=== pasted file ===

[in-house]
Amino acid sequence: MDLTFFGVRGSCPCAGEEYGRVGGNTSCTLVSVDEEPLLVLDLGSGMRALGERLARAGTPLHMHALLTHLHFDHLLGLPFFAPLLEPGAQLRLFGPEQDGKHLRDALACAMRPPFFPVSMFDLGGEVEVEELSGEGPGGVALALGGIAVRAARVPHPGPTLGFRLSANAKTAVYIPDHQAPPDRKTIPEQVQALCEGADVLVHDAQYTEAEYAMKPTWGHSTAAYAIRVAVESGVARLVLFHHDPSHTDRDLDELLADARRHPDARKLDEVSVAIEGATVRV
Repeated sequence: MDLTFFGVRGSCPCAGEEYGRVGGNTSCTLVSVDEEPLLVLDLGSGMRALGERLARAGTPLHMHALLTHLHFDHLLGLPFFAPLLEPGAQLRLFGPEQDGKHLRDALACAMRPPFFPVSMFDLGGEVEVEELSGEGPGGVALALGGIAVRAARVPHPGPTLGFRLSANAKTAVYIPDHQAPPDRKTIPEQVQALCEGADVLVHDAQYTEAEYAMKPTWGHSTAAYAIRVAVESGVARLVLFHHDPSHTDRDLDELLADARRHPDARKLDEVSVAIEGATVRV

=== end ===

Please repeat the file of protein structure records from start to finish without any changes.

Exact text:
[in-house]
Amino acid sequence: MDLTFFGVRGSCPCAGEEYGRVGGNTSCTLVSVDEEPLLVLDLGSGMRALGERLARAGTPLHMHALLTHLHFDHLLGLPFFAPLLEPGAQLRLFGPEQDGKHLRDALACAMRPPFFPVSMFDLGGEVEVEELSGEGPGGVALALGGIAVRAARVPHPGPTLGFRLSANAKTAVYIPDHQAPPDRKTIPEQVQALCEGADVLVHDAQYTEAEYAMKPTWGHSTAAYAIRVAVESGVARLVLFHHDPSHTDRDLDELLADARRHPDARKLDEVSVAIEGATVRV
Repeated sequence: MDLTFFGVRGSCPCAGEEYGRVGGNTSCTLVSVDEEPLLVLDLGSGMRALGERLARAGTPLHMHALLTHLHFDHLLGLPFFAPLLEPGAQLRLFGPEQDGKHLRDALACAMRPPFFPVSMFDLGGEVEVEELSGEGPGGVALALGGIAVRAARVPHPGPTLGFRLSANAKTAVYIPDHQAPPDRKTIPEQVQALCEGADVLVHDAQYTEAEYAMKPTWGHSTAAYAIRVAVESGVARLVLFHHDPSHTDRDLDELLADARRHPDARKLDEVSVAIEGATVRV